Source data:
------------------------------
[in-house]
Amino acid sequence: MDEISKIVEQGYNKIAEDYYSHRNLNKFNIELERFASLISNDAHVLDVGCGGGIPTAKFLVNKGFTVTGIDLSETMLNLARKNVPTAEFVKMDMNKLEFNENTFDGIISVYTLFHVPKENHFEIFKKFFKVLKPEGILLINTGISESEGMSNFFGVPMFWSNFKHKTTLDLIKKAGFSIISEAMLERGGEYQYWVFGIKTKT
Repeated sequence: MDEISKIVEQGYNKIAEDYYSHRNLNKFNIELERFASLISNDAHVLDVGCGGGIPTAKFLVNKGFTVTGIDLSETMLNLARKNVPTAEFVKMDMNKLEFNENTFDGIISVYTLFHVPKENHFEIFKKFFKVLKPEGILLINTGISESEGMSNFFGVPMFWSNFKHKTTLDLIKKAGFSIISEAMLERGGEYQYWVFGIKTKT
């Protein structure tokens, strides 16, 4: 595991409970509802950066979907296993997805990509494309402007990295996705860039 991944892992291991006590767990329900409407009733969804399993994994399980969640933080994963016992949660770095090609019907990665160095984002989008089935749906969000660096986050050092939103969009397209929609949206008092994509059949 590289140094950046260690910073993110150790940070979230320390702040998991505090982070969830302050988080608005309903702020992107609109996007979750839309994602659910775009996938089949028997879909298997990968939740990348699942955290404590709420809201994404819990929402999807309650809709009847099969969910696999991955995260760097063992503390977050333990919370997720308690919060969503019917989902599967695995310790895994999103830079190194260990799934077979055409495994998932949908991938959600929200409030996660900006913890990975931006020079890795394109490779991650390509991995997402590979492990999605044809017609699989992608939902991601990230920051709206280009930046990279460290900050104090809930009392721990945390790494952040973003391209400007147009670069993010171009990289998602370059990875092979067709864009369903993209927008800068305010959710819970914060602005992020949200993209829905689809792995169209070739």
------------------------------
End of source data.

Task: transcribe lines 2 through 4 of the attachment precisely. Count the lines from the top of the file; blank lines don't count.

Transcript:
Amino acid sequence: MDEISKIVEQGYNKIAEDYYSHRNLNKFNIELERFASLISNDAHVLDVGCGGGIPTAKFLVNKGFTVTGIDLSETMLNLARKNVPTAEFVKMDMNKLEFNENTFDGIISVYTLFHVPKENHFEIFKKFFKVLKPEGILLINTGISESEGMSNFFGVPMFWSNFKHKTTLDLIKKAGFSIISEAMLERGGEYQYWVFGIKTKT
Repeated sequence: MDEISKIVEQGYNKIAEDYYSHRNLNKFNIELERFASLISNDAHVLDVGCGGGIPTAKFLVNKGFTVTGIDLSETMLNLARKNVPTAEFVKMDMNKLEFNENTFDGIISVYTLFHVPKENHFEIFKKFFKVLKPEGILLINTGISESEGMSNFFGVPMFWSNFKHKTTLDLIKKAGFSIISEAMLERGGEYQYWVFGIKTKT
């Protein structure tokens, strides 16, 4: 595991409970509802950066979907296993997805990509494309402007990295996705860039 991944892992291991006590767990329900409407009733969804399993994994399980969640933080994963016992949660770095090609019907990665160095984002989008089935749906969000660096986050050092939103969009397209929609949206008092994509059949 590289140094950046260690910073993110150790940070979230320390702040998991505090982070969830302050988080608005309903702020992107609109996007979750839309994602659910775009996938089949028997879909298997990968939740990348699942955290404590709420809201994404819990929402999807309650809709009847099969969910696999991955995260760097063992503390977050333990919370997720308690919060969503019917989902599967695995310790895994999103830079190194260990799934077979055409495994998932949908991938959600929200409030996660900006913890990975931006020079890795394109490779991650390509991995997402590979492990999605044809017609699989992608939902991601990230920051709206280009930046990279460290900050104090809930009392721990945390790494952040973003391209400007147009670069993010171009990289998602370059990875092979067709864009369903993209927008800068305010959710819970914060602005992020949200993209829905689809792995169209070739």